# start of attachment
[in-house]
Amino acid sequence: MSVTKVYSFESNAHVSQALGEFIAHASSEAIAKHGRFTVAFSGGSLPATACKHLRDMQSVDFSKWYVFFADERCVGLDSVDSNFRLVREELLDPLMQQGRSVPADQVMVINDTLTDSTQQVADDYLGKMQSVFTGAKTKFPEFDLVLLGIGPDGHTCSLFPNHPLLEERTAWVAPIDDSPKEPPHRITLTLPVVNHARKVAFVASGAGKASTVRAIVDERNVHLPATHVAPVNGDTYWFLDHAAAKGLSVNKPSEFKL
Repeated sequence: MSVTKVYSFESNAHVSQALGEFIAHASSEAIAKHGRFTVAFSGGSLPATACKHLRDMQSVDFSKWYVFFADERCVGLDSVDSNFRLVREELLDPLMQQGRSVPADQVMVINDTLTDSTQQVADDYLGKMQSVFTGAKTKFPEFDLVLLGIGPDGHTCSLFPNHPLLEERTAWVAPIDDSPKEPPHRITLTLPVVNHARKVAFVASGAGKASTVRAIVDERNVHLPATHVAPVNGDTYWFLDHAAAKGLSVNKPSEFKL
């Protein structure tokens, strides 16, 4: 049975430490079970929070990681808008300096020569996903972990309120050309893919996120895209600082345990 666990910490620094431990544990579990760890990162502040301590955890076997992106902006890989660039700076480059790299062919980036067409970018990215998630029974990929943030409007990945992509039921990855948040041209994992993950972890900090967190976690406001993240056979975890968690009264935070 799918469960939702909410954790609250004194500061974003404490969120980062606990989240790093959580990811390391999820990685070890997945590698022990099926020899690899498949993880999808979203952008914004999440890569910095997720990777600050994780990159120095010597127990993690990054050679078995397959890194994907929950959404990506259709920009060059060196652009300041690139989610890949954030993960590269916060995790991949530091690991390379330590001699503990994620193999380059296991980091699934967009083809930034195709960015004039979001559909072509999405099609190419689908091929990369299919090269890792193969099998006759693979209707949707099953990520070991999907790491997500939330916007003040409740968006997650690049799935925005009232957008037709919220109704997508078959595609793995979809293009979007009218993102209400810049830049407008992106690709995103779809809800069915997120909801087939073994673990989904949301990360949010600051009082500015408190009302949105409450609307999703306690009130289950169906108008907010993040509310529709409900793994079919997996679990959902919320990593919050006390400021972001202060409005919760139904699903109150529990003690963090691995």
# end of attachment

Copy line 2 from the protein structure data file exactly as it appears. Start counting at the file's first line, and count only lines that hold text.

Amino acid sequence: MSVTKVYSFESNAHVSQALGEFIAHASSEAIAKHGRFTVAFSGGSLPATACKHLRDMQSVDFSKWYVFFADERCVGLDSVDSNFRLVREELLDPLMQQGRSVPADQVMVINDTLTDSTQQVADDYLGKMQSVFTGAKTKFPEFDLVLLGIGPDGHTCSLFPNHPLLEERTAWVAPIDDSPKEPPHRITLTLPVVNHARKVAFVASGAGKASTVRAIVDERNVHLPATHVAPVNGDTYWFLDHAAAKGLSVNKPSEFKL